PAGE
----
Designing your custom Arduino board

I while back I found a site where someone made a neat looking GPS cube using an Arduino mini at: After grabbing the parts and building my own I decided to lay out my own custom board. I've never loaded an Arduino bootloaded into and Atmel microprocessor before so I did some digging.

Pics of prototype using the Mini Pro:

With everything working I decided to try making my own custom Arduino board. Altium Designer was used for the PCB and Solidworks was used to verify footprints were correct and everything fit.

For getting the bootloader into the AVR I read that the USBtinyISP on the Adafruit site was an easy way to go: To save money I ordered one for $11.90 from Dealextreme that offered free shipping
Getting the bootloader into the AVR turned out to be even easier then I imagined. First you download the driver for you computer from here:
Open up Control Panel, System, Device manager and you will see the USBtinyAVR appear when it's plugged in. Thats it! Just install the driver. After that you connect your custom board to the programmer, open up the latest Arduino software (where you write your sketches), Select Tools, Board, select and UNO as what bootloader you want in it, and then Tools, Programmer, select USBtinyISP because this is the programmer i'm using and then Tools, Burn Bootloader. After a minute or so the LED on the programmer changes states and that it.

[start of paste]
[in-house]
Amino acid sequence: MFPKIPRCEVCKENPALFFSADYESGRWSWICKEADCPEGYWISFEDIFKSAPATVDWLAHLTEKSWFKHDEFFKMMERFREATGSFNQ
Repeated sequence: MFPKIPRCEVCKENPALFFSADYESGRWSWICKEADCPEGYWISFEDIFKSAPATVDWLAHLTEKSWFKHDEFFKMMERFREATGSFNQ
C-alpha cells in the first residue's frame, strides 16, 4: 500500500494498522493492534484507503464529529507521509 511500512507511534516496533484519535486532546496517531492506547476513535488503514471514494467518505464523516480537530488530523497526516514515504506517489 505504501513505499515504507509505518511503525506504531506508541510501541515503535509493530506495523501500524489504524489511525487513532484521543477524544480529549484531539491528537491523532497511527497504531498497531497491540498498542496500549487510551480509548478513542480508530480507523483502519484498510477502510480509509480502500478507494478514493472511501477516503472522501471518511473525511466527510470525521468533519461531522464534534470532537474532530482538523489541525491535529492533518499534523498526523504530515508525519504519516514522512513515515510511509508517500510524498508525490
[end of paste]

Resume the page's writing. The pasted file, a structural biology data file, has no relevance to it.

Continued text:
If it doesn't work on the first go the check:
-make sure the jumper on programmer is in place
-make sure in Control Panel, System that the programmer appears when plugged in
-make sure the custom board you made is the 5V type and is powered
-make sure the Atmel chip is not the Atmega328-AUR. It has to be the Atmega328P type. This was my mistake but it can still be used by modifying the signature in avrdude.conf.

In the past I have ordered prototype boards from but they charge $25 + $30 Fedex priority. For some stupid reason they insist on the $30 shipping charge. If you are in no rush then I recommend:
My boards cost $5.50 + $5 shipping to Canada. It takes a while but you cannot say no to that price.

Below is a Leonardo clone using the 10mm X 10mm TQFP Atmega32u4 micrpoprocessor. Programming the board over USB, no FTDI chip is sweet. This saves quite a bit of room on the board for other parts.

Now that the custom leonardo works as expected I might connect a few sensors to it and try out the smaller 7mmX 7mm QFN part. My next board will be a 4 layer job saving me from routing VCC and GND. It will have a i2c RTC, accelerometer and a temperature sensor. The OLED display is also i2c so SDA and SCL bus goes everywhere. It will be here in a few weeks.

This is my first try hand soldering a mega32u4 MLF package by hand on an LED driver board:

This is another board that is being manufactured now. It uses the 328P, FTDI converter, has a liPo charger, switching power supply and a temperature controller.